Oregon’s loss is our gain.
Jane has not only livened up the lives of many women with her handbags and fashion accessories, but hosts an annual Pink Bedroom Party, an event that raises money for the Campbell Family Institute for Breast Cancer Research at Princess Margaret Hospital. "Why Pink Bedroom?" you may well ask. That's the colour of Jane's boudoir where she initially dreamt of the party.

I was at this year’s party held at the Liberty Grand, it was a sold out, swanky grand affair. Wonderful people, fab grub and all for a good cause. Don't miss out on next year's event, the tickets at $250 were a steal.

Oh, I did ask Jane some dumb questions only a guy would ask about women and handbags (apparently you can never have enough handbags), I also probed a bit about shoes and you will be pleased to hear that the conversation on that topic did not flow to its logical (and well-worn) conclusion involing one Mrs Marcos.


Friday, December 7, 2007

FRANKY RICH: Boldly, visually...empowered!

“Letting go of the desire to control the end result unleashes an indefinable energy, food for the soul”
-Franky Rich, July 2002

Visual artist Franky Rich is turning 80 next year. She has enjoyed a career as a painter, fashion designer (ask her about Ertha Kitt), interior designer and performance artist. I have known Franky for a few months now and, based on several in-depth personal discussions with her, I can truthfully say that her art (especially her paintings) is what has kept her strong over the decades. She has weathered the ups and downs of life with a childlike grace. She is an inspiration to many.

I first met Franky Rich at a social gathering she hosted at her home a few months ago, and I was taken by her story. Here was this woman, approaching 80, going blind yet still painting and living life to the fullest. The walls of her apartment are full of her paintings going back decades. They weave a narrative of her origins, her encounters and her hopes for the future.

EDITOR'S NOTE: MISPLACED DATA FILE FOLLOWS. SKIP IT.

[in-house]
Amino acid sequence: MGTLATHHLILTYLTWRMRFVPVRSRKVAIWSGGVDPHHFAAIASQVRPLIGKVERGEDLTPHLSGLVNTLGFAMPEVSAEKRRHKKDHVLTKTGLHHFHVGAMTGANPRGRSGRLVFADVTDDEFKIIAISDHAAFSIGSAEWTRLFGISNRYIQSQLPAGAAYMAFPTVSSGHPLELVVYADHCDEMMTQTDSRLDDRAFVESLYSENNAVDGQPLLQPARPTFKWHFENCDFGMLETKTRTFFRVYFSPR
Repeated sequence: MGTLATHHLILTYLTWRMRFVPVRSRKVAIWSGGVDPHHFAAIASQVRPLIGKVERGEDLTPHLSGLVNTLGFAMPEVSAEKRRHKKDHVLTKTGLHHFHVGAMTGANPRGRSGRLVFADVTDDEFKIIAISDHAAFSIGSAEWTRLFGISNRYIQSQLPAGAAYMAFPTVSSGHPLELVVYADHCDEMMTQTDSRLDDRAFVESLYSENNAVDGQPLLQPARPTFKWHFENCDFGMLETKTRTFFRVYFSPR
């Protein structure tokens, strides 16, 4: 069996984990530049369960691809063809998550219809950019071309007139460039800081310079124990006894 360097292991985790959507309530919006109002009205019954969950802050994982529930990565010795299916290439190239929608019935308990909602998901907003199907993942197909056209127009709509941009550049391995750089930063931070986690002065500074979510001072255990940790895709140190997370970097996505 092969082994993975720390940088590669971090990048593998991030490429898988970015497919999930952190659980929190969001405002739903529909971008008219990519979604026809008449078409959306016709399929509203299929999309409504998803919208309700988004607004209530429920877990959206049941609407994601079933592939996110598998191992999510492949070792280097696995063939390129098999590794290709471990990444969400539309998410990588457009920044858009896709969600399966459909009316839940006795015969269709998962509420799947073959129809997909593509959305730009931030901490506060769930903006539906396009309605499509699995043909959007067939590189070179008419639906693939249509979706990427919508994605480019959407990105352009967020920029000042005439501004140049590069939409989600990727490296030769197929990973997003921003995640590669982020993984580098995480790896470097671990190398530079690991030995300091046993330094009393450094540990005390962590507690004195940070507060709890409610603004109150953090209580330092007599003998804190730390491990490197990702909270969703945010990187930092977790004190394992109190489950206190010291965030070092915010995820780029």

The single unifying belief that permeates all of her work is that this current life, our “reality” is transient and part of one’s larger cosmic journey through time and space. Instead of muddling through an explanation of this, I’ll let The Bard step in with a more elegant summary of Franky’s beliefs about the nature of our existence on this planet. “We are such stuff as dreams are made on; and our little life, is rounded with a sleep”.

The interview with Franky Rich focused on her Artist Statement she penned in July 2002. The opening line reads: “Art can be understood, it cannot be explained” Although she studied art at colleges in her native South Africa and Quebec, she feels that her paintings have always been intuitive. When she found out a few years ago that she is gradually losing her vision, she initially felt a lot of anger and did not leave her apartment for a few months. The need to be creative eventually overcame any depression she felt and now she proudly proclaims to be “visually empowered.” She now no longer feels bound by the canvass and traditional forms of presenting art. Her blindness liberated her thinking about art and certainly her life. I could not help but think of Milton’s elegant sonnet which he penned “On his Blindness”.

Thirty minutes flew by mighty fast as we discussed a wide range of topics from her family, growing up in South Africa and the awful sights she witnessed there as a child, coming to Canada in the 1960s and her friendship with Toronto poet Bill Bissett. As for Franky’s future plans…you heard it here first… She is doing a multimedia show with the talented musician Marc Ellis in May 2008 titled Divine Monsters, Future Landscapes (based on a series of her paintings with that title). I will forward more information on that event in the New Year when details are available.